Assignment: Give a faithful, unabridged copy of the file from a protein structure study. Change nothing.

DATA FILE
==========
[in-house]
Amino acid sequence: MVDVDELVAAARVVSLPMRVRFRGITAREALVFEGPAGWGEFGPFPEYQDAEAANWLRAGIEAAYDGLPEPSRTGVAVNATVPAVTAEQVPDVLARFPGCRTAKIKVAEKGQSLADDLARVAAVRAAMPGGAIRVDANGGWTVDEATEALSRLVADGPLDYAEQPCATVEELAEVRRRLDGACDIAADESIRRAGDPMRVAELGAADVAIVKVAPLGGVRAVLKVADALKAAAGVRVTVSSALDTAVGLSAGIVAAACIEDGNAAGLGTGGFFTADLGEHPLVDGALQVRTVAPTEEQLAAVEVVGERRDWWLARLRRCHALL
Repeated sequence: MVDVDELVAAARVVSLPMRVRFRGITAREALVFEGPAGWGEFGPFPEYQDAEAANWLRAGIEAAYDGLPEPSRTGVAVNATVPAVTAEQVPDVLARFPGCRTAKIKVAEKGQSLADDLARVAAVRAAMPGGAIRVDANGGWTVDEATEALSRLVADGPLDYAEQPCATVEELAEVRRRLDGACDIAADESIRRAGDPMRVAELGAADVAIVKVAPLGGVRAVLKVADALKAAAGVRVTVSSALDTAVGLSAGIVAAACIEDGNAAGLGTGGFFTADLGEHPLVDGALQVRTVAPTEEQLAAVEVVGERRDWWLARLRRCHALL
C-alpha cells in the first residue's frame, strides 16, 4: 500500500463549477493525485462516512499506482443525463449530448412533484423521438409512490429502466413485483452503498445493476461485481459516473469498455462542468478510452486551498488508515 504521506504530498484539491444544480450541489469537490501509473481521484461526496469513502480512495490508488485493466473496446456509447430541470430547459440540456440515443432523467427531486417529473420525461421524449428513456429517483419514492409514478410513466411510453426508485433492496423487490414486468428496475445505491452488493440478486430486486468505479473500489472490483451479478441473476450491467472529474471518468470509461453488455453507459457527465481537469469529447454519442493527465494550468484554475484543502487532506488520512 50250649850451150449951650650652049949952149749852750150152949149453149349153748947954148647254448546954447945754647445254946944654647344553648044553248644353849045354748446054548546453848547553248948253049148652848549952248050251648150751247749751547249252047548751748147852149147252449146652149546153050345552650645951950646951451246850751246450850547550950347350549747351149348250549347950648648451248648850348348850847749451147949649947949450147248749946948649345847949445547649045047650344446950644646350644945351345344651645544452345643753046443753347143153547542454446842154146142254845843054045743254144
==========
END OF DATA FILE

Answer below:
[in-house]
Amino acid sequence: MVDVDELVAAARVVSLPMRVRFRGITAREALVFEGPAGWGEFGPFPEYQDAEAANWLRAGIEAAYDGLPEPSRTGVAVNATVPAVTAEQVPDVLARFPGCRTAKIKVAEKGQSLADDLARVAAVRAAMPGGAIRVDANGGWTVDEATEALSRLVADGPLDYAEQPCATVEELAEVRRRLDGACDIAADESIRRAGDPMRVAELGAADVAIVKVAPLGGVRAVLKVADALKAAAGVRVTVSSALDTAVGLSAGIVAAACIEDGNAAGLGTGGFFTADLGEHPLVDGALQVRTVAPTEEQLAAVEVVGERRDWWLARLRRCHALL
Repeated sequence: MVDVDELVAAARVVSLPMRVRFRGITAREALVFEGPAGWGEFGPFPEYQDAEAANWLRAGIEAAYDGLPEPSRTGVAVNATVPAVTAEQVPDVLARFPGCRTAKIKVAEKGQSLADDLARVAAVRAAMPGGAIRVDANGGWTVDEATEALSRLVADGPLDYAEQPCATVEELAEVRRRLDGACDIAADESIRRAGDPMRVAELGAADVAIVKVAPLGGVRAVLKVADALKAAAGVRVTVSSALDTAVGLSAGIVAAACIEDGNAAGLGTGGFFTADLGEHPLVDGALQVRTVAPTEEQLAAVEVVGERRDWWLARLRRCHALL
C-alpha cells in the first residue's frame, strides 16, 4: 500500500463549477493525485462516512499506482443525463449530448412533484423521438409512490429502466413485483452503498445493476461485481459516473469498455462542468478510452486551498488508515 504521506504530498484539491444544480450541489469537490501509473481521484461526496469513502480512495490508488485493466473496446456509447430541470430547459440540456440515443432523467427531486417529473420525461421524449428513456429517483419514492409514478410513466411510453426508485433492496423487490414486468428496475445505491452488493440478486430486486468505479473500489472490483451479478441473476450491467472529474471518468470509461453488455453507459457527465481537469469529447454519442493527465494550468484554475484543502487532506488520512 50250649850451150449951650650652049949952149749852750150152949149453149349153748947954148647254448546954447945754647445254946944654647344553648044553248644353849045354748446054548546453848547553248948253049148652848549952248050251648150751247749751547249252047548751748147852149147252449146652149546153050345552650645951950646951451246850751246450850547550950347350549747351149348250549347950648648451248648850348348850847749451147949649947949450147248749946948649345847949445547649045047650344446950644646350644945351345344651645544452345643753046443753347143153547542454446842154146142254845843054045743254144